Hmm...I think I know what we are having for dinner tonight!

Thursday, November 19, 2020

All the Stockings Were Hung...

Both Teri and I (Kara) have been working on all things stocking lately. Our Cardinals Christmas Stocking was released earlier in the week, and now we would like to introduce our Floral Christmas Stocking!

This flannel and wool stocking is simple in its color scheme but is full of little details that give it a unique charm. All the simple embroidery is done with Weeks DyeWorks crewel wool, giving the stocking a lot of texture. We have a limited number of kits available that include the flannel, wool, ribbon hanger, and a whole skein of the Weeks crewel wool. All you need to provide is the lining.

I did this stocking a little differently than our Cottage Christmas stocking. Instead of cutting out the stocking pieces first and then appliquéing, I lightly traced the stocking pattern outline on my flannel so I knew where to place my appliqués and then proceeded to stitch them down. This way I didn't have to worry about distortion from the appliqués or fraying on the cut edges.

...and traced.
Pattern is pinned...

All the embroidery stitches are pretty standard, with the exception of the Pekinese stitch. It is a simple stitch that we love to use since the effect it gives is so varied depending on the thread you use. You can watch a tutorial for the Pekinese stitch HERE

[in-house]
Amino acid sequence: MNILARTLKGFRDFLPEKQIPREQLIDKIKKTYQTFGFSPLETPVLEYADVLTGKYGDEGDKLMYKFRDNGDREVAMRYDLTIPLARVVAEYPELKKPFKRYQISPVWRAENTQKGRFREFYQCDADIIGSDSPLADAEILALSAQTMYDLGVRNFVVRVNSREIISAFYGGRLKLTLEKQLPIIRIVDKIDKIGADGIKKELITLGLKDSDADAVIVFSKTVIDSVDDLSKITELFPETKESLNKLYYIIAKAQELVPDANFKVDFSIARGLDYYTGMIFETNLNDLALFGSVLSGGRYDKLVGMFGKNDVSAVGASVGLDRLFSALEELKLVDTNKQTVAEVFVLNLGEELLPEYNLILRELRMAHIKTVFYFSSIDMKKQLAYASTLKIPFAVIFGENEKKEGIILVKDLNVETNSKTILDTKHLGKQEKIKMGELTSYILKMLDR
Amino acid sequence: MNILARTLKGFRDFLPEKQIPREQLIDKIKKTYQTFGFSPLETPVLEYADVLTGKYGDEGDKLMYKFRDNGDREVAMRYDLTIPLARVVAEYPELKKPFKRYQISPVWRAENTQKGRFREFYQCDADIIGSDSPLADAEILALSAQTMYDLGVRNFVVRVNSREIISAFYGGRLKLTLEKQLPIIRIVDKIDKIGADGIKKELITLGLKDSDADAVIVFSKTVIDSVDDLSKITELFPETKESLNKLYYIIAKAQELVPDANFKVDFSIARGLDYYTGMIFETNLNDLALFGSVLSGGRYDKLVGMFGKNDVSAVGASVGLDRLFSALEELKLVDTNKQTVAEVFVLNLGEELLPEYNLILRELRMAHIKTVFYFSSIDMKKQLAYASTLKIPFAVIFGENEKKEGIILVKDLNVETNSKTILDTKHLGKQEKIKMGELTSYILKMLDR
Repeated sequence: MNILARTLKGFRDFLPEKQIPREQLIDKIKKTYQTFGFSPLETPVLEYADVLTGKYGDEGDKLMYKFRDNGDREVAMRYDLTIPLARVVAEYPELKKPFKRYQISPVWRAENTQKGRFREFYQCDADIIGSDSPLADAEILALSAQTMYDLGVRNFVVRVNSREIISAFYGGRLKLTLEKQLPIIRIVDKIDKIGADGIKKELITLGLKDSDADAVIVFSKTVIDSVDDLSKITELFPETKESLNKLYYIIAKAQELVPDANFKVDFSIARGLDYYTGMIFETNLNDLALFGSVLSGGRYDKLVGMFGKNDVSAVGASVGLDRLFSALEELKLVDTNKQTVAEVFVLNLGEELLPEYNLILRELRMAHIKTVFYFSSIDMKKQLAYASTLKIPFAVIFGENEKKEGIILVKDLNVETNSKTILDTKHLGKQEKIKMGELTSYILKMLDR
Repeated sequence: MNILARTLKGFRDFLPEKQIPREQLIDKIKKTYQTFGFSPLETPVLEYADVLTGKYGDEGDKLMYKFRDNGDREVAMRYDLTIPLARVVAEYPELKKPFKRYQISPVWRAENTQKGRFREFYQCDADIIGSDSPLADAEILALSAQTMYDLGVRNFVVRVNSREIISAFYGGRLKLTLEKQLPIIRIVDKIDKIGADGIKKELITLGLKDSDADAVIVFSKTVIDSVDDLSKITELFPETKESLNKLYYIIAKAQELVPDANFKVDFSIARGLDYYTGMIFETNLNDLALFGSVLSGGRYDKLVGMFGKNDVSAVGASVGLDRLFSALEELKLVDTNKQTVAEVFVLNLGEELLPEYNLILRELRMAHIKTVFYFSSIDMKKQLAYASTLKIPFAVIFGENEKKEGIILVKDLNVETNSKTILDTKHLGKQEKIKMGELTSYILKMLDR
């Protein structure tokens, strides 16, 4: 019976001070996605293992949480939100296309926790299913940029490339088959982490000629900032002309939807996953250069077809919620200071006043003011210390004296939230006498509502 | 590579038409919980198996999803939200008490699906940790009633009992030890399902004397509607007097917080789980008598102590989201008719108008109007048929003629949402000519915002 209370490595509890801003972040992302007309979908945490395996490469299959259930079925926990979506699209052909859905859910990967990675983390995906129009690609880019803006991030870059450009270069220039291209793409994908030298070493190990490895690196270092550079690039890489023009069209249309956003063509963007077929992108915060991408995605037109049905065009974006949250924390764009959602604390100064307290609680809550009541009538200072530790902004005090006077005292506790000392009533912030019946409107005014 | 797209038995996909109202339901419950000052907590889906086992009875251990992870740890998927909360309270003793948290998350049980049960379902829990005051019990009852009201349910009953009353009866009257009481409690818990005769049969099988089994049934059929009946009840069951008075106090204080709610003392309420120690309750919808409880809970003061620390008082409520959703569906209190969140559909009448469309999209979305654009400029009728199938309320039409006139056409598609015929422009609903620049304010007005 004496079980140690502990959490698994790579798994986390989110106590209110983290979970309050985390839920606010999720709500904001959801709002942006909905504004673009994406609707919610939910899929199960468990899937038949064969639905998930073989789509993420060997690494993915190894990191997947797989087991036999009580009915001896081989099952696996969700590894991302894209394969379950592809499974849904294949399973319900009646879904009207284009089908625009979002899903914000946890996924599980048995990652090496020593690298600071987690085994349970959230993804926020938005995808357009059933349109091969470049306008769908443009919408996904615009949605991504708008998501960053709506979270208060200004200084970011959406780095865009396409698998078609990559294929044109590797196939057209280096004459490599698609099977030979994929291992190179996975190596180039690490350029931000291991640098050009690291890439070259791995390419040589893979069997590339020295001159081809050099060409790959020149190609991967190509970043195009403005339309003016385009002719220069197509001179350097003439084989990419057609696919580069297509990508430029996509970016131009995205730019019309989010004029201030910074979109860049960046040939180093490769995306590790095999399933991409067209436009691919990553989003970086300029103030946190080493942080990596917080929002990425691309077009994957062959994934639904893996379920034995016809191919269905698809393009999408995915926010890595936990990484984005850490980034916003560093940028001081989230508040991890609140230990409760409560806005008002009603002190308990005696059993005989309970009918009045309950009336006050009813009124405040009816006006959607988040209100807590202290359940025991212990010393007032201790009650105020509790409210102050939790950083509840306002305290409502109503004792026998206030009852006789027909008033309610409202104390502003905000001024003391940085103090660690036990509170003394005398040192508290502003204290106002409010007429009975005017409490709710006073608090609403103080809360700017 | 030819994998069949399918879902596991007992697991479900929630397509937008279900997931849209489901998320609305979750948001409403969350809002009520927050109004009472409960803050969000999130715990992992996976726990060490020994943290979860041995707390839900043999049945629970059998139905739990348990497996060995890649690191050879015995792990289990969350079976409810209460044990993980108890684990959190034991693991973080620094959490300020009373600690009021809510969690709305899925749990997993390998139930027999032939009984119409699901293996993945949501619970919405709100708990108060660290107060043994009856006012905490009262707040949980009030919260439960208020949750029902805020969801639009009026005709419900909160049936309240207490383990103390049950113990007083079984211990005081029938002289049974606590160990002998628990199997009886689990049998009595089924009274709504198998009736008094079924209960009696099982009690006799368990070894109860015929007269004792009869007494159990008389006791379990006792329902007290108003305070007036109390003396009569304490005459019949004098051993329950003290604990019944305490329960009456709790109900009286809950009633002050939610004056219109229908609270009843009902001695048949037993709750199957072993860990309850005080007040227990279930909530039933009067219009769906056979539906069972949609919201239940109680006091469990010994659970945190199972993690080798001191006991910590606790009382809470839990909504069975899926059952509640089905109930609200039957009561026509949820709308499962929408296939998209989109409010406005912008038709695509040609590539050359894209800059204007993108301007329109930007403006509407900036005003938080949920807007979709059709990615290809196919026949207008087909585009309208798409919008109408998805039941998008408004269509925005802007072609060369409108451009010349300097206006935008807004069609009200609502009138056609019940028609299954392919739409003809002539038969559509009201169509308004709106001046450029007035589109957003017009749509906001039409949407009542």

Back stitch

Seed stitch and French knots

Stem stitch, lazy daisies, and knots
Fly stitches

Blanket stitch

When you are finished appliquéing your stocking, line up your appliquéd piece and your backing fabric, wrong sides together, and cut it out using your traced line as a guide. Be sure to leave a 1/4 inch seam allowance all the way around when you cut both pieces out. Do the same with your lining fabric.

To see the method we used to assemble our stocking, please go to our Cottage Christmas Stocking post HERE. We have used this method for all our stockings and find that it works out well in putting the stocking together.

The stocking pattern is available for digital download on our website, and we will have printed patterns available for it in the near future. The full kit—with wool, flannel, ribbon hanger, and thread—is also available on the website, although we have just 20 kits available. It's possible we may be able to stock more, but not promised.

Our good friend, Linda Macklin, suggested that we have a stocking of the year (Thanks Linda!) Two years ago, we offered our Cottage Christmas Stocking and Teri had the Cardinals Christmas Stocking all cut out last year, so we will count that as our 2019 stocking. With this stocking, I'd say we are well our way with a yearly stocking tradition! 

We hope you enjoy stitching our Floral Christmas Stocking and that it brings a little joy to you during this crazy year.